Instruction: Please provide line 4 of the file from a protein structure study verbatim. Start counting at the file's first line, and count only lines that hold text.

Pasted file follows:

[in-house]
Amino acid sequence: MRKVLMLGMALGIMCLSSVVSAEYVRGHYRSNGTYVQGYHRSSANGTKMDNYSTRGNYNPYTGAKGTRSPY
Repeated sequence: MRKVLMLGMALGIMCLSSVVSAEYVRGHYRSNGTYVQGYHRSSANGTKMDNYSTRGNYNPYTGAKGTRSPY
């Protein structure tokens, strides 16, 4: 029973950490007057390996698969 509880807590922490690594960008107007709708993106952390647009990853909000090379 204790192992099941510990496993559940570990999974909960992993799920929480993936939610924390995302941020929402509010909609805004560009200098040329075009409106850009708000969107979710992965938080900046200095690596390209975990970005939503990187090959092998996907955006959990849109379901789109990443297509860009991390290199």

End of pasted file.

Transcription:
């Protein structure tokens, strides 16, 4: 029973950490007057390996698969 509880807590922490690594960008107007709708993106952390647009990853909000090379 204790192992099941510990496993559940570990999974909960992993799920929480993936939610924390995302941020929402509010909609805004560009200098040329075009409106850009708000969107979710992965938080900046200095690596390209975990970005939503990187090959092998996907955006959990849109379901789109990443297509860009991390290199």